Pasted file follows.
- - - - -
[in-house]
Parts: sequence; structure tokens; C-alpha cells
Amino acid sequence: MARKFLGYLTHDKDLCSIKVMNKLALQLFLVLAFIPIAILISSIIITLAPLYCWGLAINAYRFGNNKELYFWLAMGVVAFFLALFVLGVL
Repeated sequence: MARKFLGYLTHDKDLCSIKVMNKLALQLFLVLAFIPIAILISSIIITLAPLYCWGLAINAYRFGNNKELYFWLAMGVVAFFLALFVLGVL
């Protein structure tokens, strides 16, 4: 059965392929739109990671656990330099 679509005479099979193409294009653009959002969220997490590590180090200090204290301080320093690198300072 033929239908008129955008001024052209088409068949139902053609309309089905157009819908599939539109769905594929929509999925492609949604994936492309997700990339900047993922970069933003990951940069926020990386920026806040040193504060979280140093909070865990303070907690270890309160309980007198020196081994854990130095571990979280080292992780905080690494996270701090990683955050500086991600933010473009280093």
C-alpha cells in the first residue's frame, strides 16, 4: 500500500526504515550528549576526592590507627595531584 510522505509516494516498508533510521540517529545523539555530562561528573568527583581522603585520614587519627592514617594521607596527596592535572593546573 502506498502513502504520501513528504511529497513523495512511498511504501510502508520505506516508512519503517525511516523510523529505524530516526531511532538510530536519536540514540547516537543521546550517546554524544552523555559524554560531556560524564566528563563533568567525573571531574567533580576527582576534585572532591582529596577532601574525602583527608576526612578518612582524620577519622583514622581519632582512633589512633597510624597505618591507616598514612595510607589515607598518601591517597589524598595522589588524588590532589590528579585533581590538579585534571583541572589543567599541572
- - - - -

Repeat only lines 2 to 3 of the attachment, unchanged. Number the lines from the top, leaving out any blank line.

Parts: sequence; structure tokens; C-alpha cells
Amino acid sequence: MARKFLGYLTHDKDLCSIKVMNKLALQLFLVLAFIPIAILISSIIITLAPLYCWGLAINAYRFGNNKELYFWLAMGVVAFFLALFVLGVL